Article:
By Ashleigh Fielding | posted on March 26, 2020
AS BUSINESSES throughout the Great Southern shut their doors – forced by new Federal rulings to protect people from the spread of COVID-19 – the City of Albany has been called upon to play its part in aiding businesses to keep afloat.
Owner and manager of several commercial buildings in the Albany CBD, Rino Daniele said of his more than 20 tenants, five had already approached him requesting rent relief.
He said it broke his heart to see the declining business climate of Albany and that he would do what he could to help, providing whatever rent deduction he could afford.
But his hands were tied.
“This catastrophe is affecting so many people at so many levels both financially and emotionally,” Mr Daniele said.
“But I will stay positive and I will help my tenants within the limits of my capabilities, which is extremely dependent on the position taken by my bank and the other authorities that charge an impost on the ownership of property, such as the State Government and the City of Albany.”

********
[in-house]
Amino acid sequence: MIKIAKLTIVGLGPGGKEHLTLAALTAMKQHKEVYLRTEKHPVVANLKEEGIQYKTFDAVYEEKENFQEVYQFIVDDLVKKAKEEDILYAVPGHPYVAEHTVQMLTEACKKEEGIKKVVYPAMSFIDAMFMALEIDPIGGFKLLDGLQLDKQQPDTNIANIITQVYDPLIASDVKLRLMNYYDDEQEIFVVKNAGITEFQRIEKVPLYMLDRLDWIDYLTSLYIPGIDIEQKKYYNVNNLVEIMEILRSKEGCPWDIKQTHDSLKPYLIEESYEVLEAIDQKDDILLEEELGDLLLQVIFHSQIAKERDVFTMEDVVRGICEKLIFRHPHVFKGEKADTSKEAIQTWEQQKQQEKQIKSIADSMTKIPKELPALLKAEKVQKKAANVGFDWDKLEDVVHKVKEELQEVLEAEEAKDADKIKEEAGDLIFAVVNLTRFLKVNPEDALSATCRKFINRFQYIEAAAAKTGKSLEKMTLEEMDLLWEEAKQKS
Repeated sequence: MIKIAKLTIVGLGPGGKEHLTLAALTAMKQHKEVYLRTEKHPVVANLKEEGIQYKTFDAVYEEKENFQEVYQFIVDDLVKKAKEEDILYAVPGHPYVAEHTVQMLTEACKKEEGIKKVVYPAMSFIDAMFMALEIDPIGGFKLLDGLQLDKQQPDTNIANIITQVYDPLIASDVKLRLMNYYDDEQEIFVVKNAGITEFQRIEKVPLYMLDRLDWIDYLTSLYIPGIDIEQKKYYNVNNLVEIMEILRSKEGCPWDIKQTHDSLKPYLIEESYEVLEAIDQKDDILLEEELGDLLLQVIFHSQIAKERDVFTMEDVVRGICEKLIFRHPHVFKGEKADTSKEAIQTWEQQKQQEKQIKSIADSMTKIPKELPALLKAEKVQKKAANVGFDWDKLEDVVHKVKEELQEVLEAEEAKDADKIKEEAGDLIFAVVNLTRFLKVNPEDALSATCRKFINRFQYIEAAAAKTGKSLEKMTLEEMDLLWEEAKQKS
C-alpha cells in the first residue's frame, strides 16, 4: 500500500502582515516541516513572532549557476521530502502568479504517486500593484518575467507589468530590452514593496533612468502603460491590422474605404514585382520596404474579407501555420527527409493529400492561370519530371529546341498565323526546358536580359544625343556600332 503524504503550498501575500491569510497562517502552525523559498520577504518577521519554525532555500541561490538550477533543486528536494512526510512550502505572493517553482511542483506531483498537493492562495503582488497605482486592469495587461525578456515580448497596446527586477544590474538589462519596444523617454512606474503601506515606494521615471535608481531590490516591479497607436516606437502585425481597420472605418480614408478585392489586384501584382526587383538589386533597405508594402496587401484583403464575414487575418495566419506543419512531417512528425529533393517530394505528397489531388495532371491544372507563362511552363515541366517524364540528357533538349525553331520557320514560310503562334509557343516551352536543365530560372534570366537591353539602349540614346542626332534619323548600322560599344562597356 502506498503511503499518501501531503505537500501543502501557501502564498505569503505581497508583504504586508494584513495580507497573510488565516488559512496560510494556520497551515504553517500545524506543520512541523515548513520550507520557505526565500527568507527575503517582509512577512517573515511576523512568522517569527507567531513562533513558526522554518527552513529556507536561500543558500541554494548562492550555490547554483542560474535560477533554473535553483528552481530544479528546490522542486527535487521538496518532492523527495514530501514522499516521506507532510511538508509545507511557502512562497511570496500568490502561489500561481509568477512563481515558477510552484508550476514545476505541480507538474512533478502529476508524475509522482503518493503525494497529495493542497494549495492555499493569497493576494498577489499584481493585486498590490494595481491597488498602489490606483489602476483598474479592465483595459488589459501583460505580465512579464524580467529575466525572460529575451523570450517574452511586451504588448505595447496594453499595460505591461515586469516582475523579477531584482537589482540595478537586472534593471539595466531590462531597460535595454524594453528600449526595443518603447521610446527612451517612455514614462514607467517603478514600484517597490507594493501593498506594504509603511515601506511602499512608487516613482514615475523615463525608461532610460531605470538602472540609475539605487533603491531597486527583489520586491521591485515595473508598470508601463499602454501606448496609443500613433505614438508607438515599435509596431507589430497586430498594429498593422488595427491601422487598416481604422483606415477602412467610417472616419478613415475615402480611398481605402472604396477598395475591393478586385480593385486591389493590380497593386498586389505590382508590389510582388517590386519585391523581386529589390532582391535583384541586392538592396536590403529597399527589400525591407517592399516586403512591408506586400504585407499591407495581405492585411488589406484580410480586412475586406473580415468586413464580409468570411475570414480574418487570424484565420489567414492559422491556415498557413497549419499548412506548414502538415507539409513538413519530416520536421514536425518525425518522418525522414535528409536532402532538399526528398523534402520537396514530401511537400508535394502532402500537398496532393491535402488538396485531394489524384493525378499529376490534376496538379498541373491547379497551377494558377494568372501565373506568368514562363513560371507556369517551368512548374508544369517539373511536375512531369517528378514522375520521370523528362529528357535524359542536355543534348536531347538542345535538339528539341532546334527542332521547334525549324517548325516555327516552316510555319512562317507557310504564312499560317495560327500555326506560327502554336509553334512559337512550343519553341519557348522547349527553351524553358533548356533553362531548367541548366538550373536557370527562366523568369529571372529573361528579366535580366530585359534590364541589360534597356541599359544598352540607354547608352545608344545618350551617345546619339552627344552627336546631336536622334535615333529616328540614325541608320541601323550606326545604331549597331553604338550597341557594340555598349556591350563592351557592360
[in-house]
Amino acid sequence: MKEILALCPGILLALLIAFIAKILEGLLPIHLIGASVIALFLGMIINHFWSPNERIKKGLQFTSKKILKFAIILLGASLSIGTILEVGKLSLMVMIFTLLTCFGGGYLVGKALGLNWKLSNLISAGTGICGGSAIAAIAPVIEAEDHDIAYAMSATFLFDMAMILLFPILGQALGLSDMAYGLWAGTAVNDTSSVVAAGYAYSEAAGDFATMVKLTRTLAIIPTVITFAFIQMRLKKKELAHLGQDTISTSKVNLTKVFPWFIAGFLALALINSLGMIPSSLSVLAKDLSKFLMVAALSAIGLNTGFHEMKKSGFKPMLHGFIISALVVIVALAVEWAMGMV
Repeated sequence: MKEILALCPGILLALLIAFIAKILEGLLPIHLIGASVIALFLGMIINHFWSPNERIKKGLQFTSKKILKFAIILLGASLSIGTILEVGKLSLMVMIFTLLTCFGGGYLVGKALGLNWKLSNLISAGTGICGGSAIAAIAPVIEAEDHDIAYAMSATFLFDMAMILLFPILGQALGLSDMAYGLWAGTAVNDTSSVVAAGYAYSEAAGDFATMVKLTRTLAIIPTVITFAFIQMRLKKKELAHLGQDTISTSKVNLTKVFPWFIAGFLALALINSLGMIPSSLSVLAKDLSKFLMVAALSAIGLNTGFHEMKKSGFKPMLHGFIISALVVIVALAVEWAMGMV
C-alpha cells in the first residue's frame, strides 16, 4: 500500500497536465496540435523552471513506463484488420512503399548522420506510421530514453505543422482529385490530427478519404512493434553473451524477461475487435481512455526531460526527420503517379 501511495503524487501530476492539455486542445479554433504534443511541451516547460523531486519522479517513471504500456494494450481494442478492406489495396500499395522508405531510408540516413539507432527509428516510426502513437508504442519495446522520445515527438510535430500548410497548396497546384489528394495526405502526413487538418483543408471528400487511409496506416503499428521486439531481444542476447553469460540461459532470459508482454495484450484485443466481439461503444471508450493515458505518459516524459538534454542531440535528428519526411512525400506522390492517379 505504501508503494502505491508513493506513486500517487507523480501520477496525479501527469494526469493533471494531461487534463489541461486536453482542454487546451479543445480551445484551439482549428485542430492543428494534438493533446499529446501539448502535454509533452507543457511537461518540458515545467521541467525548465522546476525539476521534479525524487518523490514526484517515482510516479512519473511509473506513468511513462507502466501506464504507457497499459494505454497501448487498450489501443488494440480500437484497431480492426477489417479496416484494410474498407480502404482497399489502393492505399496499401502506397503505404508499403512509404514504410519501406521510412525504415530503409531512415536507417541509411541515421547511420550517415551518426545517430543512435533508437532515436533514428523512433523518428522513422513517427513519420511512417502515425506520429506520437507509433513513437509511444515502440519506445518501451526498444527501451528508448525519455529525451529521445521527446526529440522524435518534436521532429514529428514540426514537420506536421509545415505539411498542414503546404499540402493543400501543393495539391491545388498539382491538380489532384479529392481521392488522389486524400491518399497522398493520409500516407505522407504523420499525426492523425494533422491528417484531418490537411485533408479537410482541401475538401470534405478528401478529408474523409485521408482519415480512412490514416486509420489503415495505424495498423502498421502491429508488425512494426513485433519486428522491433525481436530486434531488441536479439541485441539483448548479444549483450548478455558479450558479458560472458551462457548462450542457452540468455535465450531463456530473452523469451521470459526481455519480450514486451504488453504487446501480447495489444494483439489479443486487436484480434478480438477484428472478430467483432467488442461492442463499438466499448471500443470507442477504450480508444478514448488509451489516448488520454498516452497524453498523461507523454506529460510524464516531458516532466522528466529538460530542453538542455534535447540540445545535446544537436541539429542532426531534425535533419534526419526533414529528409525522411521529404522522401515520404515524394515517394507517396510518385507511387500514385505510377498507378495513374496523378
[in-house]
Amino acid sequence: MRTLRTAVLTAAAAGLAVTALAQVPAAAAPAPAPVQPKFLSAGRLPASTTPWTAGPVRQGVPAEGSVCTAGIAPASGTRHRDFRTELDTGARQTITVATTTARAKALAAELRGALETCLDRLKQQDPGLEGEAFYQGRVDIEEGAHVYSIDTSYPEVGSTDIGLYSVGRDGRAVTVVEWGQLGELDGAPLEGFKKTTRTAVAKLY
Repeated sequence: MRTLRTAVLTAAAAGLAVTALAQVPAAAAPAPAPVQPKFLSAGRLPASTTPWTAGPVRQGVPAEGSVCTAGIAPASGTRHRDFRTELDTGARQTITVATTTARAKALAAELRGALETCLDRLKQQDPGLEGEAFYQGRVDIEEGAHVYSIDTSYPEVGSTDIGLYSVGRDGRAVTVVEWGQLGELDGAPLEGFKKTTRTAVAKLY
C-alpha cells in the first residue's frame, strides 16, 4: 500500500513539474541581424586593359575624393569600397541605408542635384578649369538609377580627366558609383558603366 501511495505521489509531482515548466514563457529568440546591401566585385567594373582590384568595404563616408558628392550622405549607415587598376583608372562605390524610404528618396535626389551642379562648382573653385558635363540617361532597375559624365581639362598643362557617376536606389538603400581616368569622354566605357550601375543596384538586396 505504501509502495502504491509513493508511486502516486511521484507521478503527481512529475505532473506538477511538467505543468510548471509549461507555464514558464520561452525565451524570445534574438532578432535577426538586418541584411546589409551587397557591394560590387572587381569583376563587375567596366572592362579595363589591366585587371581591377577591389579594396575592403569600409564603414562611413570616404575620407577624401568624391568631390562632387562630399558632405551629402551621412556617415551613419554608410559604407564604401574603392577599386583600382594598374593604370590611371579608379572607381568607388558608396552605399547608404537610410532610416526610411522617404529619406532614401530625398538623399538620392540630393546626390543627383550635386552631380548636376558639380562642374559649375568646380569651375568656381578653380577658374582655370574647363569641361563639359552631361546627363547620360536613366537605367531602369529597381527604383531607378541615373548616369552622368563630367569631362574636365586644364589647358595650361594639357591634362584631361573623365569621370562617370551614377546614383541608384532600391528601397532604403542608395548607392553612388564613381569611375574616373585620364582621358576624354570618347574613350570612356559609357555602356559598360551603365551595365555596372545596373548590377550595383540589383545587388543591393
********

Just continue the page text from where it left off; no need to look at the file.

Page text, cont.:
At Tuesday’s City of Albany Council meeting, Council granted CEO Andrew Sharpe delegation to defer, discount and/or suspend fees, charges and licensing or leasing fees on a case-by-case basis.
“These delegations are already in place for rates and our staff will work with anyone experiencing hardship to make arrangements around their rates, and we’ll consider how next financial year looks as we go through the process and announce this in due course,” Mayor Dennis Wellington said.
“We’re doing work now to look at budgeting scenarios that will focus on efficiencies and cost reductions wherever possible.”
Mr Daniele called for the City to provide a freeze on the next round of rate payments.
“As City rates are a huge impost levied against land holdings, this cost is passed onto tenants, which is normal commercial practice,” he said.
“[A freeze] will then remove a huge cost from the tenant and thereby assist them with keeping their business afloat.
“The Federal and State governments have both been proactive in announcing stimulus package to assist businesses to stay afloat and local authorities are simply another form of government – they need to play their part immediately in helping businesses and therefore the economy to survive this disaster that has beset our lives.”